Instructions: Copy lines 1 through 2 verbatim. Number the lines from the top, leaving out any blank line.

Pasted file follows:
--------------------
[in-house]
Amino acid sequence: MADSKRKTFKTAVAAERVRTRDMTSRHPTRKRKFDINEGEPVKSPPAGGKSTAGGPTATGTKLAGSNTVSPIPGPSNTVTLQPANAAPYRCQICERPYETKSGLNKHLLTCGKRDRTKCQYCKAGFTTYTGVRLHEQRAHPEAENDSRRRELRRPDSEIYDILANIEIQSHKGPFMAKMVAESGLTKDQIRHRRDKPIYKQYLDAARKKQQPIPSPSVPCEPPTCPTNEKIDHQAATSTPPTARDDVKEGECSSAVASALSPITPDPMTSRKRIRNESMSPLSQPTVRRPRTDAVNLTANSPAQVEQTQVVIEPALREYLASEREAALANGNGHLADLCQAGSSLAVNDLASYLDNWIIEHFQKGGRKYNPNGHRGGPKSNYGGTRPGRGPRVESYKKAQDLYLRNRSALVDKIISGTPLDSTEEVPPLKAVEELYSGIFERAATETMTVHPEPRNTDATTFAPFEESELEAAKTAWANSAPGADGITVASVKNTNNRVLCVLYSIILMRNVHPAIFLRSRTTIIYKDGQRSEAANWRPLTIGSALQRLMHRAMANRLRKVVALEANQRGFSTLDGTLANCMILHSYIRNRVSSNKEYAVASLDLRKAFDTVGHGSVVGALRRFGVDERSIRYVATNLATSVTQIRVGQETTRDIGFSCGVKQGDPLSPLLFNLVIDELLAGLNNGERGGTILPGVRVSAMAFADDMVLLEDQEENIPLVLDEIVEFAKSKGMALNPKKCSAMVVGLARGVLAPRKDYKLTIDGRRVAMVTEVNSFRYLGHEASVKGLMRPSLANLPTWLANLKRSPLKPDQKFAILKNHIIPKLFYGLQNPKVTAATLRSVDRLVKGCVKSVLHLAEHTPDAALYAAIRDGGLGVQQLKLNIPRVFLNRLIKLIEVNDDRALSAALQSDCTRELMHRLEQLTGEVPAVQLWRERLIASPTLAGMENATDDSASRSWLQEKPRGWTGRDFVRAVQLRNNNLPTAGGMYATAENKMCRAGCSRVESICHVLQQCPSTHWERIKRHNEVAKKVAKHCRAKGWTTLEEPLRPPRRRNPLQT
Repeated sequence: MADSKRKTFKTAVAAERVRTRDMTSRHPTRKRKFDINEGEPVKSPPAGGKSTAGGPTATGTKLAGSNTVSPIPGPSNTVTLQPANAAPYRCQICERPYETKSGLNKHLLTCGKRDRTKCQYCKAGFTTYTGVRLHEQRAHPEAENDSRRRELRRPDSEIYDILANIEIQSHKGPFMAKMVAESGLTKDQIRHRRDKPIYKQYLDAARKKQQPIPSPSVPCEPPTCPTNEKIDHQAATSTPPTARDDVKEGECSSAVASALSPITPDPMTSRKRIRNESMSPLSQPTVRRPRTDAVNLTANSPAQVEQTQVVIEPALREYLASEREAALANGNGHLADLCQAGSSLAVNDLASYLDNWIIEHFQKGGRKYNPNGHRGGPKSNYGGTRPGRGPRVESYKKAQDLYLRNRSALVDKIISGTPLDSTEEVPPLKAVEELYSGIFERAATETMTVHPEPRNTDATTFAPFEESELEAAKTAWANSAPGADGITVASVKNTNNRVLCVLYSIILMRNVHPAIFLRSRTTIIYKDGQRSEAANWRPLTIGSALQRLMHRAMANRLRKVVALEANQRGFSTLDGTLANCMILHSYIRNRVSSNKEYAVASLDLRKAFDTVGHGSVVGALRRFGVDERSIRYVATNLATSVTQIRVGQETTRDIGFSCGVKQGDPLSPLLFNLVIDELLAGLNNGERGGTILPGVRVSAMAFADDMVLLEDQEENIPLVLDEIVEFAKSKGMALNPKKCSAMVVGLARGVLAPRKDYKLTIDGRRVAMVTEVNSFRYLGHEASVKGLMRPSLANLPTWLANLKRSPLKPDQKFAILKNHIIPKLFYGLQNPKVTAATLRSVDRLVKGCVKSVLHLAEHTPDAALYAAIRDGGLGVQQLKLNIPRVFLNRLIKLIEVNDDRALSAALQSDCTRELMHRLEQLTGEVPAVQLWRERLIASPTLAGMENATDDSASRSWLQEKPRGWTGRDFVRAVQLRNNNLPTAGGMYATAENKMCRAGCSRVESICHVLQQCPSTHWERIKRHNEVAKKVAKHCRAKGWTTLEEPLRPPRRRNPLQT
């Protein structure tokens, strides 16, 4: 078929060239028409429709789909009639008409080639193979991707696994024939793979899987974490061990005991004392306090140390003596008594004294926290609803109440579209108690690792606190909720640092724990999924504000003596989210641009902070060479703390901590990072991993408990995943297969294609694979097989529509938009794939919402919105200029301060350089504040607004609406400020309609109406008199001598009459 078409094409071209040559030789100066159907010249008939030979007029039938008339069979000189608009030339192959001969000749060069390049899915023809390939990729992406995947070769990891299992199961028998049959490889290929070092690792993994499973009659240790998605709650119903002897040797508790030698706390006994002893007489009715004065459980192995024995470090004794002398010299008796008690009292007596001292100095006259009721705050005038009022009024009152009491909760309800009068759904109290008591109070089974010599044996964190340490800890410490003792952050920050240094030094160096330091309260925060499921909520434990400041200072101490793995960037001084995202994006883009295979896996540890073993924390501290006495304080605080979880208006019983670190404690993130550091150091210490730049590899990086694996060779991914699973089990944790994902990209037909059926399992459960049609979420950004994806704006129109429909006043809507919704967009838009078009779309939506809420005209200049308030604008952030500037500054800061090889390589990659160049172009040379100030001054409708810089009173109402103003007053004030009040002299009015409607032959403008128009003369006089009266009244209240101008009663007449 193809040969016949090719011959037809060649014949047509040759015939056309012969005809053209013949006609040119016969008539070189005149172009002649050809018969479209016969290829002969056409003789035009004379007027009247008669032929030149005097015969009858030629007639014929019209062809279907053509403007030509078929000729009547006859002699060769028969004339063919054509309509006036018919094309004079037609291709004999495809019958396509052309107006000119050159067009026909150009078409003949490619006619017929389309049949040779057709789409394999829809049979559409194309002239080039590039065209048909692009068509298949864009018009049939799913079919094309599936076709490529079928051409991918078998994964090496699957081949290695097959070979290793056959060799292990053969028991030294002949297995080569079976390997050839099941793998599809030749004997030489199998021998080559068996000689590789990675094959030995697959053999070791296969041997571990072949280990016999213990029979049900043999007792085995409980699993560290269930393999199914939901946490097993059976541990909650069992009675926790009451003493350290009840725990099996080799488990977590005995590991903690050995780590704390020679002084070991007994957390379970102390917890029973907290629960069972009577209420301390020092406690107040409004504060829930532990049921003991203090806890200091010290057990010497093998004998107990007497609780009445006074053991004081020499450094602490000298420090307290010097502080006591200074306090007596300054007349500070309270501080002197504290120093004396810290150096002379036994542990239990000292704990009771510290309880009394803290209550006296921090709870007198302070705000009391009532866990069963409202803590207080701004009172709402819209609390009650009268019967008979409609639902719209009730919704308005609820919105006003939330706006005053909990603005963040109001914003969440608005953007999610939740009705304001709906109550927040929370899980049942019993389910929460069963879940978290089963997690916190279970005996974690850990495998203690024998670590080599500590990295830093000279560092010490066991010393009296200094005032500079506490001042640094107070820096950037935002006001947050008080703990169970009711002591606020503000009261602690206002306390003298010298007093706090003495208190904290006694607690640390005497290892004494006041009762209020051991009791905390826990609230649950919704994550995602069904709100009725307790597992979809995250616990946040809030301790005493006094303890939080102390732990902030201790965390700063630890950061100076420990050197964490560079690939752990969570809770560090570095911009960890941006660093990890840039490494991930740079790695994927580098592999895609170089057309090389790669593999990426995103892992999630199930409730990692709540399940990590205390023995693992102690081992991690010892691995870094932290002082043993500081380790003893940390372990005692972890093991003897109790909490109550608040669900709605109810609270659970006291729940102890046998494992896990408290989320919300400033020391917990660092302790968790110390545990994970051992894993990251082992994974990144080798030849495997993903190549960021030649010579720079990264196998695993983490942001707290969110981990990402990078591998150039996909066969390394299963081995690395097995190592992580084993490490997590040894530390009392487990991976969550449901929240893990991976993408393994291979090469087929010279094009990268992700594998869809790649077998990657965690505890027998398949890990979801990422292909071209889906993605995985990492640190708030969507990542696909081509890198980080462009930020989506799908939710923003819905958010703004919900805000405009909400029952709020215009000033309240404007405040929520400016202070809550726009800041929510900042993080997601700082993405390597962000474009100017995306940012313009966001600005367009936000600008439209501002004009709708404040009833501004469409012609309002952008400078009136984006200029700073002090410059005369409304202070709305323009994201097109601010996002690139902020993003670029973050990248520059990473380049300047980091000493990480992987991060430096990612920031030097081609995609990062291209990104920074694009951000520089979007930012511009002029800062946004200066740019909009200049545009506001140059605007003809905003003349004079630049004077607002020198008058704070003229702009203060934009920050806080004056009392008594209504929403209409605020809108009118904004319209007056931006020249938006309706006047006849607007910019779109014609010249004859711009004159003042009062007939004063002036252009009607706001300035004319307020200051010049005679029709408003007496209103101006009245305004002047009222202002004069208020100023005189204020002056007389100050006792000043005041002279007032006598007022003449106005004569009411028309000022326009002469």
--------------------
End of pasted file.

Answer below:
[in-house]
Amino acid sequence: MADSKRKTFKTAVAAERVRTRDMTSRHPTRKRKFDINEGEPVKSPPAGGKSTAGGPTATGTKLAGSNTVSPIPGPSNTVTLQPANAAPYRCQICERPYETKSGLNKHLLTCGKRDRTKCQYCKAGFTTYTGVRLHEQRAHPEAENDSRRRELRRPDSEIYDILANIEIQSHKGPFMAKMVAESGLTKDQIRHRRDKPIYKQYLDAARKKQQPIPSPSVPCEPPTCPTNEKIDHQAATSTPPTARDDVKEGECSSAVASALSPITPDPMTSRKRIRNESMSPLSQPTVRRPRTDAVNLTANSPAQVEQTQVVIEPALREYLASEREAALANGNGHLADLCQAGSSLAVNDLASYLDNWIIEHFQKGGRKYNPNGHRGGPKSNYGGTRPGRGPRVESYKKAQDLYLRNRSALVDKIISGTPLDSTEEVPPLKAVEELYSGIFERAATETMTVHPEPRNTDATTFAPFEESELEAAKTAWANSAPGADGITVASVKNTNNRVLCVLYSIILMRNVHPAIFLRSRTTIIYKDGQRSEAANWRPLTIGSALQRLMHRAMANRLRKVVALEANQRGFSTLDGTLANCMILHSYIRNRVSSNKEYAVASLDLRKAFDTVGHGSVVGALRRFGVDERSIRYVATNLATSVTQIRVGQETTRDIGFSCGVKQGDPLSPLLFNLVIDELLAGLNNGERGGTILPGVRVSAMAFADDMVLLEDQEENIPLVLDEIVEFAKSKGMALNPKKCSAMVVGLARGVLAPRKDYKLTIDGRRVAMVTEVNSFRYLGHEASVKGLMRPSLANLPTWLANLKRSPLKPDQKFAILKNHIIPKLFYGLQNPKVTAATLRSVDRLVKGCVKSVLHLAEHTPDAALYAAIRDGGLGVQQLKLNIPRVFLNRLIKLIEVNDDRALSAALQSDCTRELMHRLEQLTGEVPAVQLWRERLIASPTLAGMENATDDSASRSWLQEKPRGWTGRDFVRAVQLRNNNLPTAGGMYATAENKMCRAGCSRVESICHVLQQCPSTHWERIKRHNEVAKKVAKHCRAKGWTTLEEPLRPPRRRNPLQT